We got our shots, we took each other’s photos, we went to the waiting area to make sure our arms didn’t turn green and fall off or whatever.
We had shown up about a half hour early - living with an Upholder will do that to you - and we didn’t have to wait. Same experience as last time. We were actually done with our post-injection waiting period and getting up to go at the time of our official appointments.
There is some advice going around about making sure you get the best vaccination experience possible. Supposedly it works better if you go to bed early the night before, because sleep is such a key component of the immune system.
I can report that I had a very cruddy night of sleep the night before my shot.
Another thing is to avoid taking anti-inflammatories until *after* the shot. Don’t pre-game. I’m fine with that. Last time I took a couple of Tylenol because my arm was really sore, but this time I haven’t felt the need yet.
Something else that I heard was to rotate your arm in big dorky arm circles whenever it feels sore, to help avoid inflammation. I did it a couple times to show my husband what I was talking about, but that’s it. Maybe it worked.
My suspicion is that I was already covered by the first shot, since I had COVID last year. My immune system must have been like “YOU again??” Preliminary research indicates that COVID survivors mount the same antibody response after one dose as regular people do after the second dose.
It’s not like I was going to skip my second dose! Just that it seems possible I am having an easier time with this shot than my husband did because my poor old carcass is already experienced.
(His arm has started to feel sore. Since we got injected about 90 seconds apart, I would have expected to have the same problem by now).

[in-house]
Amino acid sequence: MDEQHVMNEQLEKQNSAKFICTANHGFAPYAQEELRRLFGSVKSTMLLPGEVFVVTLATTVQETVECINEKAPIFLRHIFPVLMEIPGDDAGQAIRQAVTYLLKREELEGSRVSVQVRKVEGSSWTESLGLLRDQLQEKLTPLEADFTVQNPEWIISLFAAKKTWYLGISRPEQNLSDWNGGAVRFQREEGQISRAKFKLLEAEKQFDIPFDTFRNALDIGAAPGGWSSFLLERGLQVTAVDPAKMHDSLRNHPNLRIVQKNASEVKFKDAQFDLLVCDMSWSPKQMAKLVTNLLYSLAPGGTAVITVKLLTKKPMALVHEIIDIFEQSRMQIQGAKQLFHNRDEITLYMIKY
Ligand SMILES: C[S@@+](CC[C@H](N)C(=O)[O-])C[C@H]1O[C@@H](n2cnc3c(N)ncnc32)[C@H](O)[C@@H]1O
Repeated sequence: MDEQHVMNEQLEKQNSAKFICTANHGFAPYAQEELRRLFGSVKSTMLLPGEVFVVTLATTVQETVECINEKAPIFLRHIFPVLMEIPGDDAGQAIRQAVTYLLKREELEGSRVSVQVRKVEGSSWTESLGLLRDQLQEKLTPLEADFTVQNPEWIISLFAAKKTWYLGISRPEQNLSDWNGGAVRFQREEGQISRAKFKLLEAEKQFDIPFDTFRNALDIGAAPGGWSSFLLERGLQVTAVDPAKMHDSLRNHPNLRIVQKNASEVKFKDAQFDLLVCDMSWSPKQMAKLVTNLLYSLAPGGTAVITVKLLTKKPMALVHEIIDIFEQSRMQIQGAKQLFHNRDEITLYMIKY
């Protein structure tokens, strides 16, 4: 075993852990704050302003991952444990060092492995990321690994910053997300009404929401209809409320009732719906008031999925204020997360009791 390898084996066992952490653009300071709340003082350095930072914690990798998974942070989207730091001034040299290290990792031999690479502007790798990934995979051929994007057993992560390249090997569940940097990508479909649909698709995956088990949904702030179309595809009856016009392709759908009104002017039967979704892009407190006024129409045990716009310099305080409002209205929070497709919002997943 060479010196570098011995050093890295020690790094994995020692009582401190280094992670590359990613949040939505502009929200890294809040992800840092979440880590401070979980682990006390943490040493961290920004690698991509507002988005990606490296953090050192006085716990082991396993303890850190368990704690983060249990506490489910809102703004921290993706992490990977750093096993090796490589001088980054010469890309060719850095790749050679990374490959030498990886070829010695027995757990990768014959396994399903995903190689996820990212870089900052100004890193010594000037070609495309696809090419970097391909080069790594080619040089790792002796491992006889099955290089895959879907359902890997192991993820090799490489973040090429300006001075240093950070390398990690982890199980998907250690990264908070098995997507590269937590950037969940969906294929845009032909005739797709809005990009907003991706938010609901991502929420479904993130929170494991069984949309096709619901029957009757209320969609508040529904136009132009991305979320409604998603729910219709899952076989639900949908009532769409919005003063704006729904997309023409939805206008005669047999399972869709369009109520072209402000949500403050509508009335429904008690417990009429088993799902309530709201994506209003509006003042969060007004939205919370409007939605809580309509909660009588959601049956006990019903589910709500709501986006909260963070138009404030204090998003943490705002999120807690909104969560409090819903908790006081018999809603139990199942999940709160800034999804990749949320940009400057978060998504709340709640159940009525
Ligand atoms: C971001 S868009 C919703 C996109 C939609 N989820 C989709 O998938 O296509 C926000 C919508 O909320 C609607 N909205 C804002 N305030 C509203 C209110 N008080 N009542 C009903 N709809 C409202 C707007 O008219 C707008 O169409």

My reaction to the first dose was fantastic. I started to feel my long-haul symptoms lift away. By the second week, the difference was quite noticeable to me. I have described it as like opening the curtains in a dark room and letting the sunlight in.
Since my first dose, I’ve suddenly had the energy and motivation to do several things I hadn’t really done in a year. Cooking from scratch, reading four times as much, organizing closets, taking shorter naps, dropping a few pounds. It truly feels like magic.
I have high hopes for this second dose as well. Maybe next week I’ll perk up even more. Maybe the last vestiges of this sad year of illness will finally be swept away.
As a side note, I know two people with legitimate health concerns about getting the vaccine.
One has a serious yeast allergy - the anaphylaxis / rushed to the hospital / carries an Epi Pen type of allergy - and there were specific concerns about yeast allergies with the vaccine. Her doctor just gave her the go-ahead to get her shots.
The other is a cancer patient. Both her oncologist and her regular doctor not only gave her the go-ahead, they strongly encouraged her to get at least one dose in before her surgery. The only note there was to avoid doing it within one week before and one week after the surgery date.
While I don’t emotionally resonate with it at all, I do understand the fact that thousands of people are more afraid of vaccinations than they are of getting cancer or dying of COVID-19. It seems to be aided and abetted by this idea that “a lot of people feel this way, so there must be something to it.” This is why I am sharing my own experience and those of people close to me, to help add to the group awareness.
So far, over 91 million Americans have had at least one dose of the vaccine. That’s a lot! I know dozens of people now who have had both their doses, and it’s fine.
I’m thrilled to be one of them. We’re in the end game now. Let’s all get this done and put this sorry chapter of history behind us.
What’s on your mind?
Is it a problem or a project?